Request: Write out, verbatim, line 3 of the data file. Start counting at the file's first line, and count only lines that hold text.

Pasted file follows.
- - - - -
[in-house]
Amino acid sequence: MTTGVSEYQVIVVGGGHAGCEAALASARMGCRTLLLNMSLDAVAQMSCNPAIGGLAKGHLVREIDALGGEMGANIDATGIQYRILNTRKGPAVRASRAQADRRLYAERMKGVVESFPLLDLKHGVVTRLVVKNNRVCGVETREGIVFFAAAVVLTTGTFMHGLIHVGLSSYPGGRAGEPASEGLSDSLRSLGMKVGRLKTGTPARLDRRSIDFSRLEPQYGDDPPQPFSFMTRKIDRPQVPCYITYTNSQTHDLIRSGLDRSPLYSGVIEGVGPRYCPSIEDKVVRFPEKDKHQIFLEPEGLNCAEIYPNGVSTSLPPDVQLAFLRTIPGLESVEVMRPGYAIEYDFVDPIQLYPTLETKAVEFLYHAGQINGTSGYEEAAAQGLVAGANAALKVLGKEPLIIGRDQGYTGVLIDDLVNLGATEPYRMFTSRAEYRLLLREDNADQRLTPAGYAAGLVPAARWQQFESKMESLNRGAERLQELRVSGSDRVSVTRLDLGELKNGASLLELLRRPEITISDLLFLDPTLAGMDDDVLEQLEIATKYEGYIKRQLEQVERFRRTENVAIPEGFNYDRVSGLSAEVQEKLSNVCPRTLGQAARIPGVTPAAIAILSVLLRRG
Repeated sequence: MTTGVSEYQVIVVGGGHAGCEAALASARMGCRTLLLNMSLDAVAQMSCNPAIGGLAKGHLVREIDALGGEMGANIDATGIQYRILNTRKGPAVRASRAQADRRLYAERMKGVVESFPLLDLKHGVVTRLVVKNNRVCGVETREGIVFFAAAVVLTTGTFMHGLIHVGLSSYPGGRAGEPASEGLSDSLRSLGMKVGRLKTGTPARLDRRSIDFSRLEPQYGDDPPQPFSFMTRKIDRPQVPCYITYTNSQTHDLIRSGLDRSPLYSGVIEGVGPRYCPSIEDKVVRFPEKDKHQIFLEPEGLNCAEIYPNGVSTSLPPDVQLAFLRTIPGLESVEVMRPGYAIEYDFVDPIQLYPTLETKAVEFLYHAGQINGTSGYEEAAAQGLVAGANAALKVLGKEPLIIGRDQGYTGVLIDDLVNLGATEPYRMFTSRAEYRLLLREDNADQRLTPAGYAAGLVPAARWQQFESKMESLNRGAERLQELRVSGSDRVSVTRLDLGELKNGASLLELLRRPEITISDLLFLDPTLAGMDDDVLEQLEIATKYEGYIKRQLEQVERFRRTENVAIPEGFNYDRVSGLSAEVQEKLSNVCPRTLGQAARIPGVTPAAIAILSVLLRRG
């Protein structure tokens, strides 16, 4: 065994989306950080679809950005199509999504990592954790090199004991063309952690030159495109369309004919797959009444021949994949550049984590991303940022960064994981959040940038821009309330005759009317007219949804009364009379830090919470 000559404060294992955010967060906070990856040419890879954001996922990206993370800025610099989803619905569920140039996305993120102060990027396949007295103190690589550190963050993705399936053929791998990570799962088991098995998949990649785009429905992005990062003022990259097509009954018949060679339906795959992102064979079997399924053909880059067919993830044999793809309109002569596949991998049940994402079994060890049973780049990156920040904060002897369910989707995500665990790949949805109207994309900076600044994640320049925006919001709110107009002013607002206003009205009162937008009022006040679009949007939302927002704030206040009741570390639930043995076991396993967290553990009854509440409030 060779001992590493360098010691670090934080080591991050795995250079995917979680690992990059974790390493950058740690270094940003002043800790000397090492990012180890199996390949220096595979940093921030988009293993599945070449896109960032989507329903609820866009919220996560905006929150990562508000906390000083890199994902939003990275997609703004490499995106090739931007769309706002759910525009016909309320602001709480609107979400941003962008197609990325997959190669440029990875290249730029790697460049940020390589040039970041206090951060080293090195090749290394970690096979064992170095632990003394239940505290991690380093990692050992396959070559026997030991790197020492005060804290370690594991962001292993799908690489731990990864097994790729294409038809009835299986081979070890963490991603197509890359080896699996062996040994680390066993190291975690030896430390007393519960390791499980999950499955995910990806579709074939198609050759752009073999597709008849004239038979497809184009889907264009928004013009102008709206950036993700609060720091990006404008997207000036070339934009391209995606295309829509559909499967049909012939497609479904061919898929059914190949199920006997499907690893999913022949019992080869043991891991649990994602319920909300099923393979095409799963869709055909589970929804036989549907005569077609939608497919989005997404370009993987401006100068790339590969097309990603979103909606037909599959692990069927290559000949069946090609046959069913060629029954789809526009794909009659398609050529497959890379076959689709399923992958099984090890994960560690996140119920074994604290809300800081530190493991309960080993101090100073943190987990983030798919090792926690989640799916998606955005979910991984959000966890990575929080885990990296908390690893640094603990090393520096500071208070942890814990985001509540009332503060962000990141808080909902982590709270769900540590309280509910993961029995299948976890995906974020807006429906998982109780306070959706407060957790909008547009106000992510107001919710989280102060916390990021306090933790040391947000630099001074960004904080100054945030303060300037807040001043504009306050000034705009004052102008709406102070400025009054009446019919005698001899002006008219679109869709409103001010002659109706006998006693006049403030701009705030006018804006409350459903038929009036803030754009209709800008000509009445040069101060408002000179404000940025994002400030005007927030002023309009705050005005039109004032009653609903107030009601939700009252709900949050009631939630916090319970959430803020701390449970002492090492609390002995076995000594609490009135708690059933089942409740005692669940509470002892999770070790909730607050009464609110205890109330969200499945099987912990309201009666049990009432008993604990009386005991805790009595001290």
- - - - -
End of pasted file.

Repeated sequence: MTTGVSEYQVIVVGGGHAGCEAALASARMGCRTLLLNMSLDAVAQMSCNPAIGGLAKGHLVREIDALGGEMGANIDATGIQYRILNTRKGPAVRASRAQADRRLYAERMKGVVESFPLLDLKHGVVTRLVVKNNRVCGVETREGIVFFAAAVVLTTGTFMHGLIHVGLSSYPGGRAGEPASEGLSDSLRSLGMKVGRLKTGTPARLDRRSIDFSRLEPQYGDDPPQPFSFMTRKIDRPQVPCYITYTNSQTHDLIRSGLDRSPLYSGVIEGVGPRYCPSIEDKVVRFPEKDKHQIFLEPEGLNCAEIYPNGVSTSLPPDVQLAFLRTIPGLESVEVMRPGYAIEYDFVDPIQLYPTLETKAVEFLYHAGQINGTSGYEEAAAQGLVAGANAALKVLGKEPLIIGRDQGYTGVLIDDLVNLGATEPYRMFTSRAEYRLLLREDNADQRLTPAGYAAGLVPAARWQQFESKMESLNRGAERLQELRVSGSDRVSVTRLDLGELKNGASLLELLRRPEITISDLLFLDPTLAGMDDDVLEQLEIATKYEGYIKRQLEQVERFRRTENVAIPEGFNYDRVSGLSAEVQEKLSNVCPRTLGQAARIPGVTPAAIAILSVLLRRG